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Pituitary dysfunction secondary to traumatic brain injury is receiving increased scrutiny and GHD is the most common isolated deficit. Which test to use?
Serum insulin-like growth factor 1 (IGF-1) measured at baseline is not a useful predictor of growth hormone deficiency (GHD) in adults who have experienced traumatic brain injuries, according to a recent study.
Neuroendocrine disorders such as adult growth hormone deficiency (AGHD) are becoming increasingly recognized after a traumatic brain injury (TBI), but diagnostic tools like the insulin tolerance test (ITT) and glucagon stimulation test (GST) may not always be feasible for growth hormone stimulation testing (GHST).
“Our findings add to a growing body of literature documenting pituitary dysfunction secondary to sport-related concussion,” stated author Kirstie Lithgow, BSc, MD, and her colleagues in their study. “This can present with isolated or multiple pituitary hormone deficits, with GHD being the most common isolated deficit.”
Adults with GHD are defined as individuals with either a congenital growth hormone deficiency transitioning to adulthood or developing the condition spontaneously or through trauma. In addition to idiopathic and congenital causes, adult growth hormone deficiency AGHD can be caused by factors such as radiation, pituitary surgery, autoimmune disease, inflammation, and pituitary tumors.
The warning signs of AGHD are diverse, spanning both physical and psychological symptoms, and can include:
- Weight gain
- Problems sleeping
- Fatigue and lack of energy
- Muscle fatigue
- Decreased sexual desire
- Depression, nervousness, and anxiety
- Feelings of hopelessness
Is IGF-1 testing enough?
Biochemical testing may identify further symptoms such as increased LDL cholesterol, atherosclerosis, lipid imbalance, metabolic syndrome and lower sensitivity to insulin. Prior to testing, patients have reported they often feel overlooked and even misdiagnosed-in a 2017 advisory panel of 9 patient advisors for AGHD at the European Congress of Endocrinology, all advisors said they were initially diagnosed with depression and treated with antidepressants while their symptoms went unrecognized for years. The panel identified a “major need for more education, awareness, and resources for AGHD patients as well as physicians to improve their care.”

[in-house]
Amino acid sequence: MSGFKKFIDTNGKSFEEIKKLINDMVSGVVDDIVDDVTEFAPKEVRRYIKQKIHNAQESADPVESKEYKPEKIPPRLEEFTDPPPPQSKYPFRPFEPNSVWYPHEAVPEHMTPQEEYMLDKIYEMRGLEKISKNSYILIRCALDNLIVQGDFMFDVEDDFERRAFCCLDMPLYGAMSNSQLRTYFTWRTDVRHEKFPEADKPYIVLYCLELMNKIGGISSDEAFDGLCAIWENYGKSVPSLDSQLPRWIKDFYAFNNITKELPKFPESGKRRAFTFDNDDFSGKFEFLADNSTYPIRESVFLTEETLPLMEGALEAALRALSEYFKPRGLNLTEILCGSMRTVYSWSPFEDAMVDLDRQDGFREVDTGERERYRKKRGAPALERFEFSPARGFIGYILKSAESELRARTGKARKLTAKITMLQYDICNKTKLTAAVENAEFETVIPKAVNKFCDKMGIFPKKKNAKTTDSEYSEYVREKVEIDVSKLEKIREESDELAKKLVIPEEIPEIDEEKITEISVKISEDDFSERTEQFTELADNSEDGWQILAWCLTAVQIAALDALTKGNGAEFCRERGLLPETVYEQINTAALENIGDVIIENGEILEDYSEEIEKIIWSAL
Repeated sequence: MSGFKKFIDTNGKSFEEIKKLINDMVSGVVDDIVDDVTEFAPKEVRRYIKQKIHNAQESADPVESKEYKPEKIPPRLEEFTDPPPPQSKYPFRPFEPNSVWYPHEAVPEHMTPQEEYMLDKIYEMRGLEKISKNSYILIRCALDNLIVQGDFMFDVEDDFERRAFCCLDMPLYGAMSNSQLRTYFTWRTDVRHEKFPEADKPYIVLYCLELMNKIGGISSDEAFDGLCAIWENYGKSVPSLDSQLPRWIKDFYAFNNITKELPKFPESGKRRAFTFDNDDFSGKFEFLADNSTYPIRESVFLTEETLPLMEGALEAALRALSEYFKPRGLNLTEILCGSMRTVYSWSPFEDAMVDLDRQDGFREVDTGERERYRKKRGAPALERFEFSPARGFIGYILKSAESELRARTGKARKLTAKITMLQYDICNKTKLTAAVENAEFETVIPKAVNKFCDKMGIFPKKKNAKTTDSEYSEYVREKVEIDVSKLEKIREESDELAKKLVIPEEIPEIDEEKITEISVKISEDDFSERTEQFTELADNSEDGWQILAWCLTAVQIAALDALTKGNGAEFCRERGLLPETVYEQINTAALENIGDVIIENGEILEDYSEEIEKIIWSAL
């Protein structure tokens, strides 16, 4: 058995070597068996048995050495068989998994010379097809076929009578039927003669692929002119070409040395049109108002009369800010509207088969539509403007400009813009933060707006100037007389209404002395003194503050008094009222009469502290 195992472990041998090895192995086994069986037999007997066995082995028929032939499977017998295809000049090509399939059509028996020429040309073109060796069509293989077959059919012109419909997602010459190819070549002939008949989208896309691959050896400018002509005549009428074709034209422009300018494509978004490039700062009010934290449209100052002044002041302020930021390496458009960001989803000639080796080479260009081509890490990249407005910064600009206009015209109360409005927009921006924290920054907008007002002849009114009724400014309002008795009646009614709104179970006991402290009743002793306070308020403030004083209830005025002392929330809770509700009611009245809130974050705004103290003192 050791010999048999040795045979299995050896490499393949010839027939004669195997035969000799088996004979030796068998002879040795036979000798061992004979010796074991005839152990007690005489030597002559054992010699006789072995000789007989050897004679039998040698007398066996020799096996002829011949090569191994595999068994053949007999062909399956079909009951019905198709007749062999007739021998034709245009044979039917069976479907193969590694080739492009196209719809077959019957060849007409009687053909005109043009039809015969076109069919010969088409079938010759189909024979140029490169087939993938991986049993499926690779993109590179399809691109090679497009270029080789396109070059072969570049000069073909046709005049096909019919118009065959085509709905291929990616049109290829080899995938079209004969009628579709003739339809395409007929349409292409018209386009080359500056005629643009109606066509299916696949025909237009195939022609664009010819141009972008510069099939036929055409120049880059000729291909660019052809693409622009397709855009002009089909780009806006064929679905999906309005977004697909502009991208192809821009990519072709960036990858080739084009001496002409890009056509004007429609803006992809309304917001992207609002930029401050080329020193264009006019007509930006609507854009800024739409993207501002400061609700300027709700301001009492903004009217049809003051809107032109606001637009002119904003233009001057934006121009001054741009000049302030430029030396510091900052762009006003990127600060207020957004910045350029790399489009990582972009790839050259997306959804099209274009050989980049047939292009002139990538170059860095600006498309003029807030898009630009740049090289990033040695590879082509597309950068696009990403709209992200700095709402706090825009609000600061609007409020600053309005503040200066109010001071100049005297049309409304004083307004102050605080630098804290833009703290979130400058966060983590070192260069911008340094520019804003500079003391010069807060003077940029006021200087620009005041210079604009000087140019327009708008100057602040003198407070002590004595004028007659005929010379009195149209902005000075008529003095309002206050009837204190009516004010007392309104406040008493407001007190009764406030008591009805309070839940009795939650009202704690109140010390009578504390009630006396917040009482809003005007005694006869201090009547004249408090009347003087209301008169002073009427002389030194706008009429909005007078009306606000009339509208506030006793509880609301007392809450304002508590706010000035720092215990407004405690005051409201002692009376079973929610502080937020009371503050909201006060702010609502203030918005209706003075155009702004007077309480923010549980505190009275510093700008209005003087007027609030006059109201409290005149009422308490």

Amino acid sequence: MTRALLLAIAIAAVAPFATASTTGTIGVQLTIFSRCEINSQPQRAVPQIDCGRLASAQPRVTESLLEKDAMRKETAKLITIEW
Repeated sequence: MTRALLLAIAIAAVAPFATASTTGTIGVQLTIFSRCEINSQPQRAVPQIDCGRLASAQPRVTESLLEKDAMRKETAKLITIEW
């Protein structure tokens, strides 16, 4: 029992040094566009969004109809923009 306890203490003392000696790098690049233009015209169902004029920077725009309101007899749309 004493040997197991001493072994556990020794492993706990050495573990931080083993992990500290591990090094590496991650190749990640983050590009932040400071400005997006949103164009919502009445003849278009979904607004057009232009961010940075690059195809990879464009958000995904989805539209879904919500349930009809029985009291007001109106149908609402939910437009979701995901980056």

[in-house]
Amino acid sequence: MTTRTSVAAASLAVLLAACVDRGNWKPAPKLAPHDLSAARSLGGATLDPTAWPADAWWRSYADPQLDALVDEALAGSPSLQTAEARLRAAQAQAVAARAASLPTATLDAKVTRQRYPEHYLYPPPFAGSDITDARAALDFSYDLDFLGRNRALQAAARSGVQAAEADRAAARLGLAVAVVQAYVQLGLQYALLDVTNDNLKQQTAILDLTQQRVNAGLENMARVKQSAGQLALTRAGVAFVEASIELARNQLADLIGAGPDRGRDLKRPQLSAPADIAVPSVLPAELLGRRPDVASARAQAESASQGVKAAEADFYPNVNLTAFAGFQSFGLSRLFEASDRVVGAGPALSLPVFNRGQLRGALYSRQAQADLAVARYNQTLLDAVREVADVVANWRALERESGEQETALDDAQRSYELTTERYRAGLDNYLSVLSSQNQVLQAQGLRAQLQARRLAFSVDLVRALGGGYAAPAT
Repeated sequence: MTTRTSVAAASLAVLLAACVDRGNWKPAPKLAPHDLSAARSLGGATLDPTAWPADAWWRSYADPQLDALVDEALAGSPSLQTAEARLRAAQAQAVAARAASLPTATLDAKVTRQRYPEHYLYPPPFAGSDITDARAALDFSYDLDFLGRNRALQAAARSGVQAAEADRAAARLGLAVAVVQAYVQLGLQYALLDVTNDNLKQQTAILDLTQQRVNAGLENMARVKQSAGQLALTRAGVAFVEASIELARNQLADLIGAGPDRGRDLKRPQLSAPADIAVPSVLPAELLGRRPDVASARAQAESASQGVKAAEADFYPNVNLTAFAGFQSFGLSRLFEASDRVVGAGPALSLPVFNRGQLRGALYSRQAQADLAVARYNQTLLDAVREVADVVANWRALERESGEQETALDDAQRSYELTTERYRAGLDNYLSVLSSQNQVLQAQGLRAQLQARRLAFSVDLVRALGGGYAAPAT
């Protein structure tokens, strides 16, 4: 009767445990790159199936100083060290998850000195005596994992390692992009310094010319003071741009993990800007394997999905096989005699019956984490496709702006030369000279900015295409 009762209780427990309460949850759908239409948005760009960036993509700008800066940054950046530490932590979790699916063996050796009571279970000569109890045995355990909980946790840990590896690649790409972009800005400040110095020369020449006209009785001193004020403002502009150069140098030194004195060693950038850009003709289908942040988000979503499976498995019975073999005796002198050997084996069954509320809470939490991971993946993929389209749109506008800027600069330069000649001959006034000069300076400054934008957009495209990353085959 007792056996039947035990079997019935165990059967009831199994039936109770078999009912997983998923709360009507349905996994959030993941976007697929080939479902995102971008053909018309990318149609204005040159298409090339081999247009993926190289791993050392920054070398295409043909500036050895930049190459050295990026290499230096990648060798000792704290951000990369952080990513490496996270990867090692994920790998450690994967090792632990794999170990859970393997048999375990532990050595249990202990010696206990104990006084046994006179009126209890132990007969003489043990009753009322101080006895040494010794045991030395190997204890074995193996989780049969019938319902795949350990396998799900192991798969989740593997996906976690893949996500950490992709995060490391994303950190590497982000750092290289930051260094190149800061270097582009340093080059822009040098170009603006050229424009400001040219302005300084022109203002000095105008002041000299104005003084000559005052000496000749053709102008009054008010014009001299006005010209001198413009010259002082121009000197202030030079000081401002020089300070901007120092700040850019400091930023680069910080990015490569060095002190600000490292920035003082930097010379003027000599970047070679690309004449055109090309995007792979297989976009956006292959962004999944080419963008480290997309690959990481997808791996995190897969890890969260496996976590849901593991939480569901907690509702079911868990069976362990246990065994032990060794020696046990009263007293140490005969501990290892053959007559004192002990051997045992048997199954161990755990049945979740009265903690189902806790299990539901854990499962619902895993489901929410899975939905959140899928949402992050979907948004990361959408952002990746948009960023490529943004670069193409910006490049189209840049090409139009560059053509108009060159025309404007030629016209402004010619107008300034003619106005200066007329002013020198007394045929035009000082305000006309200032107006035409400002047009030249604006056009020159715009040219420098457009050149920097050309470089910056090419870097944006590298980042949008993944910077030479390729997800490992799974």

“Due to the subtle and non-specific nature of these symptoms, as well as the potential overlap with neurologic and psychiatric sequelae of TBI, biochemical testing is crucial in making the diagnosis of GHD,” Dr. Lithgow and colleagues wrote. As previous studies had indicated a negative predictive value between low serum IGF-1 and AGHD, the investigators set out to determine whether IGF-1 alone could detect GHD in patients with mild, moderate, and severe TBI as well as non-traumatic brain injuries.
The investigators evaluated 64 patient charts and found 27 patients had peak human growth hormone of <5 Î¼g/L, indicative of GHD. However, after they underwent GHST, all patients in the study with GHD had appropriate IGF-1 levels for their age and gender. “All but one patient had normal IGF-1 levels, and the single patient with low IGF-1 level tested negative for growth hormone deficiency with a peak GH of 50.2 Î¼g/L,” the investigators wrote.
“Individual measurement of IGF-1 levels and interpretation of the results according to method-specific reference ranges is ineffective to screen for GH deficiency in patients with TBI,” Dr. Lithgow and colleagues wrote. “Sport-related concussion, not just repetitive SRC of any nature appears to be a risk factor for subsequent GHD.”
Lithgow K, Chin A, Debert CT, Kline GA. Utility of serum IGF-1 for diagnosis of growth hormone deficiency following traumatic brain injury and sport-related concussion. BMC Endocrine Dis. 2018;18:20. doi.org/10.1186/s12902-018-0247-1